YONKERS, NY (PRWEB) May 23, 2017
In a society that wants “perfect” organic produce and meats delivered to the door, the act of filling up the pantry is undergoing a revolution. Consumers demand fresher produce, organic choices, low prices, and more convenience from their grocers, finds Consumer Reports in latest look at the future of grocery shopping. They’re willing to go well beyond their neighborhood supermarket to get what they want, and food retailers are introducing a variety of innovations to adapt.
In its story, “Faster, Fresher, Cheaper,” CR notes the pace of innovation in grocery stores and convenience trends. These trends include smaller-footprint stores that offer more-limited, “curated” food selections for time-pressed customers; in-store meal kits; home delivery; curbside pickup; and partnerships with local farms. CR also examines the supermarket of the future, which could include in-store sensors communicating with smartphone apps for easy purchase and no checkout lines; and boutique-style “concierges” offering help throughout the store.
“The new American shopper wants food that’s very fresh, minimally processed and that satisfies an adventurous palate. Shoppers also want it to be convenient and easy to get,” said Tobie Stanger, Consumer Reports senior editor. “With all the choices available in stores and online today, it’s a buyers’ market for consumers in many parts of the country.”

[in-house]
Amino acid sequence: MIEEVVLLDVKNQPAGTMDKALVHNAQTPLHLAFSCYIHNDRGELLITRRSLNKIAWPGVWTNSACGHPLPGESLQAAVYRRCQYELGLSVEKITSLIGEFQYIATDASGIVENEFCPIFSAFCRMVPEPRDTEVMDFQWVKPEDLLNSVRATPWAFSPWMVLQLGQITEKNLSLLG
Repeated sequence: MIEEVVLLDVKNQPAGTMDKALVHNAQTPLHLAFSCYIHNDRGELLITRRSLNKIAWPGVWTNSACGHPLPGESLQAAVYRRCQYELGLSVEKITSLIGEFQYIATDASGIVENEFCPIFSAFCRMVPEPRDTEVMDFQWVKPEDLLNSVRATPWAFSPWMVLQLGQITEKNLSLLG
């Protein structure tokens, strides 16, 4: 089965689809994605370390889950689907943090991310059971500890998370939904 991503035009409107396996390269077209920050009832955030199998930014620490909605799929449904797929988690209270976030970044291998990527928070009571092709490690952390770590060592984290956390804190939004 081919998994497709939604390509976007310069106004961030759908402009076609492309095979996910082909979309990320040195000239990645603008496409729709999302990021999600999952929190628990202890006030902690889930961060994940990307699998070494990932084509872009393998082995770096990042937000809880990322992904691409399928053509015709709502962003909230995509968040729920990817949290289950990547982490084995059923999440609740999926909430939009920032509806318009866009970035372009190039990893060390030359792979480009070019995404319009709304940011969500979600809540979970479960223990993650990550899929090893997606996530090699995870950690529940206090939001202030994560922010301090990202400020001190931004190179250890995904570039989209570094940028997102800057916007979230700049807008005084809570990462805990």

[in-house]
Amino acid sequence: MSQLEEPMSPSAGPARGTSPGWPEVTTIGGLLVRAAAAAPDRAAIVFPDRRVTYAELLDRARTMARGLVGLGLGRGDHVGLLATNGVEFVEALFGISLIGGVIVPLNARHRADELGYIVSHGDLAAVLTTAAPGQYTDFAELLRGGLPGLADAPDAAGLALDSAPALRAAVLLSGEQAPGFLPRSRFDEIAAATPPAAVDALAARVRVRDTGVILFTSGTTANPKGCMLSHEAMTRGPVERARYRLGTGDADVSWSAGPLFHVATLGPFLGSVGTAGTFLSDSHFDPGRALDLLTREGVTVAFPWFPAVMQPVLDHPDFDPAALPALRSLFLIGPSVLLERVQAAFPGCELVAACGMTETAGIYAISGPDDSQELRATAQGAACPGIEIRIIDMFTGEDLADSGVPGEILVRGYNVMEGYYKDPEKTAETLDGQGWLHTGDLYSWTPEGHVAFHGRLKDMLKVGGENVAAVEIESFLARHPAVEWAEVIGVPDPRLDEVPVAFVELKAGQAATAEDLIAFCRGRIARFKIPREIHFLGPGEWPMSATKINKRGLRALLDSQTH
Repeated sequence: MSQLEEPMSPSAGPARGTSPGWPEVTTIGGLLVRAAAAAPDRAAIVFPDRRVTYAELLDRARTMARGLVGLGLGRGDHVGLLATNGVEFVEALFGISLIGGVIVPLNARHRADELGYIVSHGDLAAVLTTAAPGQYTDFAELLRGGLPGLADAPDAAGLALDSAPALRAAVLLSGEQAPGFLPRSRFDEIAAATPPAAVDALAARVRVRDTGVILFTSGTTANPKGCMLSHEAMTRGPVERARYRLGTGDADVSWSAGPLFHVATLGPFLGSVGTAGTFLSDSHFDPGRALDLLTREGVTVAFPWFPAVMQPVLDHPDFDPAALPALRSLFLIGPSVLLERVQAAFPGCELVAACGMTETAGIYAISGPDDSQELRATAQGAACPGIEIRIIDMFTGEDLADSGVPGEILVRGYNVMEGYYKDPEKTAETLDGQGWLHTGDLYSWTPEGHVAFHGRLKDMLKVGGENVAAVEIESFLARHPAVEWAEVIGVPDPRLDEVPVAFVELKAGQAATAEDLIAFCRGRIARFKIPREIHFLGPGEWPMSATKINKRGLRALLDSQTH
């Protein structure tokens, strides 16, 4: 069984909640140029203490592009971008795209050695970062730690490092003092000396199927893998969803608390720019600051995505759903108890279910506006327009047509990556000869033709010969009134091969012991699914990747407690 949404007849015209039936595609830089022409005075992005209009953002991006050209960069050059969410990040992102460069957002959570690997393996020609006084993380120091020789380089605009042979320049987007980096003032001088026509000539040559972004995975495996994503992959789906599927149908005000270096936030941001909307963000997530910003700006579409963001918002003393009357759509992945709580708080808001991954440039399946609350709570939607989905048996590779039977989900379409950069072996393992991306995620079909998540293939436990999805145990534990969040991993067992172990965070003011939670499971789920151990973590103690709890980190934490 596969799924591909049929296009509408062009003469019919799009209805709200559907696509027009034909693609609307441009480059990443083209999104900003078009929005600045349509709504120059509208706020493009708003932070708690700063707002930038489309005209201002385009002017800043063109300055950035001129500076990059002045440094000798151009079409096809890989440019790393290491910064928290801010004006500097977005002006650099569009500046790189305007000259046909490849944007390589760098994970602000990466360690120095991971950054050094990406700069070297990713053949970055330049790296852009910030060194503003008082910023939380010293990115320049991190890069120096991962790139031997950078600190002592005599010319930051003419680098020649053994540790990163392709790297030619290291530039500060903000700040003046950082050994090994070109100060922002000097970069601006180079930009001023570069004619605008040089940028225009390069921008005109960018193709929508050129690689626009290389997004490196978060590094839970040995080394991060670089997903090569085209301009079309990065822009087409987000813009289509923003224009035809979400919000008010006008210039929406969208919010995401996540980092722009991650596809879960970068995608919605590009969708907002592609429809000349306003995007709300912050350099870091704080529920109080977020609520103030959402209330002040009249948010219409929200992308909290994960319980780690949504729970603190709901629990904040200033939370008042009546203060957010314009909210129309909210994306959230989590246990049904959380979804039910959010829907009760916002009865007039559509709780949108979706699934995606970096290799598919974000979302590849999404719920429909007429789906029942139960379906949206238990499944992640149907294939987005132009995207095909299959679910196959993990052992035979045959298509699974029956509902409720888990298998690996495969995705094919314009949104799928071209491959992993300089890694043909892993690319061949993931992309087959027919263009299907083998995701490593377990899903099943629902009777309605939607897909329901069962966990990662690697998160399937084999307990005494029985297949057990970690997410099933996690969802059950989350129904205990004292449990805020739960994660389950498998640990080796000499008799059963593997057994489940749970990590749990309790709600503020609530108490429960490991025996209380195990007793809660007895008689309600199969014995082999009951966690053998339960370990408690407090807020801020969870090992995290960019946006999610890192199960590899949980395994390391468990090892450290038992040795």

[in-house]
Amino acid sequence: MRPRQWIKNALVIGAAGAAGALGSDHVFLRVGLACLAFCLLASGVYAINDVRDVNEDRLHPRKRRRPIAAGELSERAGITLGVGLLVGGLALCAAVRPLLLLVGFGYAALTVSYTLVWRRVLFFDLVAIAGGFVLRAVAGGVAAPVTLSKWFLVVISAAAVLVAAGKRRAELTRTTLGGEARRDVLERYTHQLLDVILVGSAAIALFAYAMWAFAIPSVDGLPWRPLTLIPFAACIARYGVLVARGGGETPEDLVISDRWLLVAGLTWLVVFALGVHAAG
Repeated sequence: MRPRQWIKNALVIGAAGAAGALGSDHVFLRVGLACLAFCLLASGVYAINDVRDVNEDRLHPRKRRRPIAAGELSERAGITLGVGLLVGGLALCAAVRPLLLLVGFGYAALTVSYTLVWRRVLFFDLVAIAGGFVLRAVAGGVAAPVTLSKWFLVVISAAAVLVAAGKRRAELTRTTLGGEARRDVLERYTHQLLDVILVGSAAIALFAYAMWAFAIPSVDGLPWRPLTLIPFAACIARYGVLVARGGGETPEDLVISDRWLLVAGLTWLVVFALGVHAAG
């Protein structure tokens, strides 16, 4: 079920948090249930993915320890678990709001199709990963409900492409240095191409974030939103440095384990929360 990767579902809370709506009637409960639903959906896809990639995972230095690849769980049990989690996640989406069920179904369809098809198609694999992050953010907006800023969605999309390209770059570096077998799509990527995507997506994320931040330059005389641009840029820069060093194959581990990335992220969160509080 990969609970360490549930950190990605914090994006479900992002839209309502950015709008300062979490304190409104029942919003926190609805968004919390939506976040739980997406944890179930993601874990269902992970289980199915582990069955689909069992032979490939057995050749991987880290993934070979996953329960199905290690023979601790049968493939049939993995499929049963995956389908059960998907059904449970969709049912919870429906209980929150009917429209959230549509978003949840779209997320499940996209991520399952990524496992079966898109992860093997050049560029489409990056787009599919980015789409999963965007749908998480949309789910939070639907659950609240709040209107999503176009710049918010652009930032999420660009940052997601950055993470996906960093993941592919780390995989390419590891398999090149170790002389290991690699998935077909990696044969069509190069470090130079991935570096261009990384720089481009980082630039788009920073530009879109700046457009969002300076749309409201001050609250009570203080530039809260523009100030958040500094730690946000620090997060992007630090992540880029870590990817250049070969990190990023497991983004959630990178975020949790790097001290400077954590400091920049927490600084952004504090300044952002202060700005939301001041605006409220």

A recent Consumer Reports’ survey found 70 percent of respondents were either completely or very satisfied with the supermarkets where they do most of their grocery shopping. By contrast, only 48 percent told CR they’re very or completely satisfied with their markets’ healthy offerings, and only 29 percent said the same about the price of their markets’ organic options.
Earlier in the month, Consumer Reports revealed its latest ratings of 62 supermarkets chains, based on responses from over 50,000 CR subscribers. East coast chain Wegmans earned the top spot, a place it has held since 2006.
Other stores that did very well overall include Trader Joe’s, Publix, and the family-owned Market Basket chain, serving the Northeast. Walmart, with the largest market share for food and beverages of any U.S. retailer, scored well for competitive prices but otherwise was at the bottom of CR’s ratings.
The Rise of the Virtual Market
Six percent of the CR readers who were surveyed reported their experiences with online grocers. AmazonFresh topped CR’s satisfaction ratings of four online grocers. The survey is just one part of the not-for-profit organization’s latest look at the evolution of the supermarket industry and how consumers are changing the way they shop for food. Convenience and saving time are the online grocers’ major appeal.
Sixty-one percent of respondents who used AmazonFresh told Consumer Reports they were highly satisfied with the service. While AmazonFresh earned top marks, Instacart, Peapod, and FreshDirect are close behind.